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  • Firstly, it is important to achieve mastery of the basic techniques used when applying Glass Coat. To really understand the product, it’s best to learn on a small surface first. Try glossing a small tray, a placemat, or small coffee table before embarking on a major project. If you get it wrong over a large area the task of rectifying the problem can be expensive and time-consuming.
  • Secondly, remember that Glass Coat only stays workable for between 20 to 30 minutes. Now you don’t want to wait for that time before pouring the mixture over your surface. That’s the time in which you must complete your project.
  • And the temperature in the room is very important. So too is the humidity. You must ensure that theGlass Coat is nicely viscous so that it pours and spreads with ease. Very cold temperatures will cause the mixture to remain thick and will retard the pouring process. Try to bring room temperature up to over 23 degrees Celsius. And try to work in an area where the humidity is not too great. Too much moisture in the atmosphere will cause some pitting on the surface as the Glass Coat cures.
  • Have someone helping you mix the two parts together in smallish containers (even with large projects, it is better to mix up several, or many, smaller lots of say 200ml than to mix one large quantity). And make sure your helper is as skilled as you are in blending the two parts together thoroughly.
  • Understand the importance of MASKING the surrounds. Masking off can be a lot more time consuming that the actually mixing and pouring. This task very often determines how good your project will look. If you are intending to coat a large wooden bench then it is important to consider not just the surface (that’s easy!) but how you are going to manage the edges (that’s potentially more challenging!). Is the edge at right angles to the surface or is it a bull-nose edge or a tapered edge? Is the bench-top recessed or does it have a raised edge or border? These are all questions that have to be answered before starting the job.
  • While on the subject of masking you should also consider putting a skirt around the edges
  • When dealing with edges, you must realise that Glass Coat poured onto the surface will give you a slightly different finish to Glass Coat painted around the edges with a brush. On a vertical surface (as distinct from a flat, horizontal surface) you have to manage edges in just the same way that you do when using enamel paint – the paint will tend to “run” if not properly applied. So too will Glass Coat.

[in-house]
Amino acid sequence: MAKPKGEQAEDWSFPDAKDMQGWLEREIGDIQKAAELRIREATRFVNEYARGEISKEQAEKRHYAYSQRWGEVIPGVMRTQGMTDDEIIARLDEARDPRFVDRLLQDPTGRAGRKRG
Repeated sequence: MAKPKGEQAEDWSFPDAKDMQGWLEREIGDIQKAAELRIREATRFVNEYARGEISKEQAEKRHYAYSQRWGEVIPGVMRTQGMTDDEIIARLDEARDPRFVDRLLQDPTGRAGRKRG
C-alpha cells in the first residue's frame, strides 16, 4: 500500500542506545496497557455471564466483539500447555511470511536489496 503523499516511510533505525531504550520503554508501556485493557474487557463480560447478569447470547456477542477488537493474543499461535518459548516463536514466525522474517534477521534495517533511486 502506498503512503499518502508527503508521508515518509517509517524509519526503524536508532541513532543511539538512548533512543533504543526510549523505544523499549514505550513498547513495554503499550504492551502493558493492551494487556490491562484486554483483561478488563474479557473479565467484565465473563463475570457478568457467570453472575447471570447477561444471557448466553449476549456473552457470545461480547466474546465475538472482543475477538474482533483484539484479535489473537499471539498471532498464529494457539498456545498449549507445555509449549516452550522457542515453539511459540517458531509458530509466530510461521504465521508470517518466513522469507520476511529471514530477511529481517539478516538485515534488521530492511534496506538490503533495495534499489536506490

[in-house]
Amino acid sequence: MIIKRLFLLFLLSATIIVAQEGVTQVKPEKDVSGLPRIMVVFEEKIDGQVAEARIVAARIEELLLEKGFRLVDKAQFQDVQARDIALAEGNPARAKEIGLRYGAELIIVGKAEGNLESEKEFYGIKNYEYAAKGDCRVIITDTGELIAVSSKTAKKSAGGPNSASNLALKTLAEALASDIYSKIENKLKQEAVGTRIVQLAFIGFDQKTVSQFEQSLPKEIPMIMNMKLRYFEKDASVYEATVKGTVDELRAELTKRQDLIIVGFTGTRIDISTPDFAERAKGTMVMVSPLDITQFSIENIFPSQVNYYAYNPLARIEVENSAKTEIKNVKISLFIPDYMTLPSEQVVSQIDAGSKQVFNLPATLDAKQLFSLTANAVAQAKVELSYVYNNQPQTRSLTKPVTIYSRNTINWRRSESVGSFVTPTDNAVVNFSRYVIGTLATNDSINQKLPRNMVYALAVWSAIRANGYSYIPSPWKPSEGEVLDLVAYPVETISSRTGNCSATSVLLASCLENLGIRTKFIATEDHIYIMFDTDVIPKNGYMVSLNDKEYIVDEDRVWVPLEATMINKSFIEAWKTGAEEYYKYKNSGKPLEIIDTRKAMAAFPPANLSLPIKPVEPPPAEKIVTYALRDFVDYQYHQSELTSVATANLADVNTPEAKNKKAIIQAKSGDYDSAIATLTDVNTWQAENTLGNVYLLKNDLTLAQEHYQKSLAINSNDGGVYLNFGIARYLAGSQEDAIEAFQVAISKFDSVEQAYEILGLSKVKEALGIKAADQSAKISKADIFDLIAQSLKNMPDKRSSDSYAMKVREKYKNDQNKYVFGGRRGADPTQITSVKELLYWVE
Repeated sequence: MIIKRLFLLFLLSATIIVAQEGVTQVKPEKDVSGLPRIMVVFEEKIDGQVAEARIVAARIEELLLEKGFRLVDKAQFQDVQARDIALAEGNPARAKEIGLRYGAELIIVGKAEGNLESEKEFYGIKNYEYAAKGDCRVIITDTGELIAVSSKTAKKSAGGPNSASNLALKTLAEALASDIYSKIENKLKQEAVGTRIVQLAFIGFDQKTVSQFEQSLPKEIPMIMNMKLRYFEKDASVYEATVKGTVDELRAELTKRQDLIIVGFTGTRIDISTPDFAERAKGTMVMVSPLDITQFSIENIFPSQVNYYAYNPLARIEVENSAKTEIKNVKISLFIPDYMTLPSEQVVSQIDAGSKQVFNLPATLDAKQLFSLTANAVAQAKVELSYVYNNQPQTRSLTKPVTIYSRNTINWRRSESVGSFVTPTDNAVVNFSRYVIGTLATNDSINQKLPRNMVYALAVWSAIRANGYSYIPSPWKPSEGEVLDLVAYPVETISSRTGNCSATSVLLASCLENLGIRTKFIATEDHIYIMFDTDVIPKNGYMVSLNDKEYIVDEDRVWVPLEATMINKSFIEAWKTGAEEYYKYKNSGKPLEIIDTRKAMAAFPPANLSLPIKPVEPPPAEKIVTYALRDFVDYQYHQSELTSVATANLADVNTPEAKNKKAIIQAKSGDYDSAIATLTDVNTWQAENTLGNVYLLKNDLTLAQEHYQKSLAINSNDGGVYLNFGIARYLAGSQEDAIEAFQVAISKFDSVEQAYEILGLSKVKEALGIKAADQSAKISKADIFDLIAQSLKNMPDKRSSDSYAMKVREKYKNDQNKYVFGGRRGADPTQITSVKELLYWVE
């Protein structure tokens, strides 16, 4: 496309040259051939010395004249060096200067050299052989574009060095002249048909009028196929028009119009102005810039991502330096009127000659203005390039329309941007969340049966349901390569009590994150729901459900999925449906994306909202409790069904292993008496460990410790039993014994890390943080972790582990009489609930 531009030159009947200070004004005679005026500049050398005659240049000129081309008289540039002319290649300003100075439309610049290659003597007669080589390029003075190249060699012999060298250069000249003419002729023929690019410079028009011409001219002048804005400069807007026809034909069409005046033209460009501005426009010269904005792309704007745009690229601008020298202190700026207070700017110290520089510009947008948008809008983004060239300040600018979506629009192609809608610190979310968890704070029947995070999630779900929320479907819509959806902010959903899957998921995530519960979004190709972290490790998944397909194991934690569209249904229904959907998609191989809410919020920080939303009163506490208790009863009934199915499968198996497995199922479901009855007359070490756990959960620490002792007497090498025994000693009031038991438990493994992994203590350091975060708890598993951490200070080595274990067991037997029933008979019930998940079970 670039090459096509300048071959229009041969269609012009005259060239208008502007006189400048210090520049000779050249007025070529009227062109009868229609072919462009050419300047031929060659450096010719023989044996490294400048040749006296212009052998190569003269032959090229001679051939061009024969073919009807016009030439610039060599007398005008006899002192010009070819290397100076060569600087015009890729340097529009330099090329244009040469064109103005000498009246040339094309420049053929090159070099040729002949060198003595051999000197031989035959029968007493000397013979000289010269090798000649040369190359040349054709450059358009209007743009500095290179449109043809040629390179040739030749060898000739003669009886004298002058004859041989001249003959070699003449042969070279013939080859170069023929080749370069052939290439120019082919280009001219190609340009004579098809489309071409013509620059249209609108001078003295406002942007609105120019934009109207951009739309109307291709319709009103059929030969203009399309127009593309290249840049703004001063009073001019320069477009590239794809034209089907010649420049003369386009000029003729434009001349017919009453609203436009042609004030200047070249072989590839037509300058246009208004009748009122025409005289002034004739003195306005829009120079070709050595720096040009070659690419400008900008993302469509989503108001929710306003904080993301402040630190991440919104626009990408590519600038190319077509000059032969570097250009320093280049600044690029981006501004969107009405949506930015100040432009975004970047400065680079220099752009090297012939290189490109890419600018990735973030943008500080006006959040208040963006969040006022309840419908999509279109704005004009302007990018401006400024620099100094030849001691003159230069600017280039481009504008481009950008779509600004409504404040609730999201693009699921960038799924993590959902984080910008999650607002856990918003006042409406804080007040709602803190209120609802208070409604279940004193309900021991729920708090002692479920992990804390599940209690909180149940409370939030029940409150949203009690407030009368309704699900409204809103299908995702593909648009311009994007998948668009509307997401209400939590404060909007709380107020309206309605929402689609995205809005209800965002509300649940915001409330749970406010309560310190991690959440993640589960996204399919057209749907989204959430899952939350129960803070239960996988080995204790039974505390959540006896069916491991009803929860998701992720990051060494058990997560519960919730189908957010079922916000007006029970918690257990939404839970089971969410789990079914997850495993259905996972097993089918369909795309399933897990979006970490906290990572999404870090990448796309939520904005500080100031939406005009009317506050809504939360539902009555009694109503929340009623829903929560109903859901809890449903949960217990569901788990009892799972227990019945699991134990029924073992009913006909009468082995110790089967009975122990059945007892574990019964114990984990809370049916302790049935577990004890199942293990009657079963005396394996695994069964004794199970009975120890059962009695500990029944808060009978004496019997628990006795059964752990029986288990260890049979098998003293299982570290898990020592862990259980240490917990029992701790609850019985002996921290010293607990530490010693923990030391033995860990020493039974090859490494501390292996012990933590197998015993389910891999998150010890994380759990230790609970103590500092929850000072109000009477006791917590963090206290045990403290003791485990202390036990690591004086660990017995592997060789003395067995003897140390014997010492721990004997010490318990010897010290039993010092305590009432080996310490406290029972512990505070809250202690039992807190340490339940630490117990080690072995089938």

• Remember too the importance of sealing the timber surface properly. Do not sand after sealing. The resin may well draw oils and contaminants out of some timbers, so it is vital to have a barrier between the wood and the gloss. In fact, you can use a polyurethane sealer or even a finisher if you like.
  • Once you’ve sealed the surface, don’t undo all the good you’ve done by touching the surface with oily fingers (and keep the kids away too!). In fact, all you should do is lightly dust the surface if there has been some time delay between sealing and glossing.
  • And talking about dust. Remember that you can always put a small project into a dust-free cupboard or closet to cure. But if you are working in an open area such as a kitchen or family room, then it’s vital to not disturb the atmosphere in the room any more than is necessary. Dust, lint, specks of whatever landing on the nicely glossed surface will spoil the great effect of Glass Coat.
  • What about air bubbles? Well, on smallish jobs the air bubbles may be more noticeable than on big areas. But you should treat them just the same. Except that your butane torch might need to be bigger for bigger jobs. The important things about sweeping over the surface with a naked flame are these: keep the torch moving; don’t direct the flame at any particular air-bubble; don’t have the flame too close to the surface. The key to understanding why you use a flame is important. We apply heat only to expand the pockets of air slightly enough for them to “pop” through the surface.